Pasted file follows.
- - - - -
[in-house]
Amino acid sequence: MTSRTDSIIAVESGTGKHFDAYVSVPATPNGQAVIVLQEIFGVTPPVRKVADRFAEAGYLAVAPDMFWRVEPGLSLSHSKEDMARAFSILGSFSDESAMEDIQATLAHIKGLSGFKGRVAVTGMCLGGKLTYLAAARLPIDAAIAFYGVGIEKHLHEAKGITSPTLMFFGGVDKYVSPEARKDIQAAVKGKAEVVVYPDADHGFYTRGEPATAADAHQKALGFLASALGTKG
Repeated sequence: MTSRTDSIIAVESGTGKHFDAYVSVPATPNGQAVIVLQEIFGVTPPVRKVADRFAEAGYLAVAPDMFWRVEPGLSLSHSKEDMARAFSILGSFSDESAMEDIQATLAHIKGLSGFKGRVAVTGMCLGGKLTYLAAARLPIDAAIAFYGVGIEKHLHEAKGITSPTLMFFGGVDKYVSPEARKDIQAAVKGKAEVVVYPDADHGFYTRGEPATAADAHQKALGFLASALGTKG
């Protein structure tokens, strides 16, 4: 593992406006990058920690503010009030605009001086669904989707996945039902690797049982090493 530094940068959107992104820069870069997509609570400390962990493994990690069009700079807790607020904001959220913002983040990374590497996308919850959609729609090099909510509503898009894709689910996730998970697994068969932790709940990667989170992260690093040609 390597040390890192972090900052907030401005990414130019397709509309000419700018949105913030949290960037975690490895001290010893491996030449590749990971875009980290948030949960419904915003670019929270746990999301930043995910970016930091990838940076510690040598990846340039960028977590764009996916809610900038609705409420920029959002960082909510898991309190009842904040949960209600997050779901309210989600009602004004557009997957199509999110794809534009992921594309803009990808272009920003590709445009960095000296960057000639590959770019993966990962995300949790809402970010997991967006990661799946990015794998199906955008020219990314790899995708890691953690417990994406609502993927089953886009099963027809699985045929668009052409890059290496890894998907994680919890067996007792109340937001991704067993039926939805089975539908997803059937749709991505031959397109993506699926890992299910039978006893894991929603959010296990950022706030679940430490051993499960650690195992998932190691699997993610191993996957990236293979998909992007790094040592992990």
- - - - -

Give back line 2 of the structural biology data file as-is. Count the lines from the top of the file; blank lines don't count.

Amino acid sequence: MTSRTDSIIAVESGTGKHFDAYVSVPATPNGQAVIVLQEIFGVTPPVRKVADRFAEAGYLAVAPDMFWRVEPGLSLSHSKEDMARAFSILGSFSDESAMEDIQATLAHIKGLSGFKGRVAVTGMCLGGKLTYLAAARLPIDAAIAFYGVGIEKHLHEAKGITSPTLMFFGGVDKYVSPEARKDIQAAVKGKAEVVVYPDADHGFYTRGEPATAADAHQKALGFLASALGTKG